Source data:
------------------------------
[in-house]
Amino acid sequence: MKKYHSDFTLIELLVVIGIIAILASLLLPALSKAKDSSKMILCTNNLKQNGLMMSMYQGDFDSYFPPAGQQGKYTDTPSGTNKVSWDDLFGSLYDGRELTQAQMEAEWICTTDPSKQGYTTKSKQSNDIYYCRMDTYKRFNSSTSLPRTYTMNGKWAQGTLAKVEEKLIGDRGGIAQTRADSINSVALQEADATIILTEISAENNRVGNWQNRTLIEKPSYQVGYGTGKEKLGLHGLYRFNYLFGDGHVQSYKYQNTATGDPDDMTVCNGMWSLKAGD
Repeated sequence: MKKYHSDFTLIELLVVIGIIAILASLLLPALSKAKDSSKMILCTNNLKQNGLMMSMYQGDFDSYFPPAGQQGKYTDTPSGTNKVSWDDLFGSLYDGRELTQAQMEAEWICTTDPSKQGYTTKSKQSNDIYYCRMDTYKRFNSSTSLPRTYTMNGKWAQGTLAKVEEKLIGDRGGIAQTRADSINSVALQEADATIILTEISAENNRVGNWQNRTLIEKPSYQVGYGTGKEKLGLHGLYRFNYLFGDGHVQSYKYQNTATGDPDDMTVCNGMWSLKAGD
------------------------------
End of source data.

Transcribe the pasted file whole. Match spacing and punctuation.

[in-house]
Amino acid sequence: MKKYHSDFTLIELLVVIGIIAILASLLLPALSKAKDSSKMILCTNNLKQNGLMMSMYQGDFDSYFPPAGQQGKYTDTPSGTNKVSWDDLFGSLYDGRELTQAQMEAEWICTTDPSKQGYTTKSKQSNDIYYCRMDTYKRFNSSTSLPRTYTMNGKWAQGTLAKVEEKLIGDRGGIAQTRADSINSVALQEADATIILTEISAENNRVGNWQNRTLIEKPSYQVGYGTGKEKLGLHGLYRFNYLFGDGHVQSYKYQNTATGDPDDMTVCNGMWSLKAGD
Repeated sequence: MKKYHSDFTLIELLVVIGIIAILASLLLPALSKAKDSSKMILCTNNLKQNGLMMSMYQGDFDSYFPPAGQQGKYTDTPSGTNKVSWDDLFGSLYDGRELTQAQMEAEWICTTDPSKQGYTTKSKQSNDIYYCRMDTYKRFNSSTSLPRTYTMNGKWAQGTLAKVEEKLIGDRGGIAQTRADSINSVALQEADATIILTEISAENNRVGNWQNRTLIEKPSYQVGYGTGKEKLGLHGLYRFNYLFGDGHVQSYKYQNTATGDPDDMTVCNGMWSLKAGD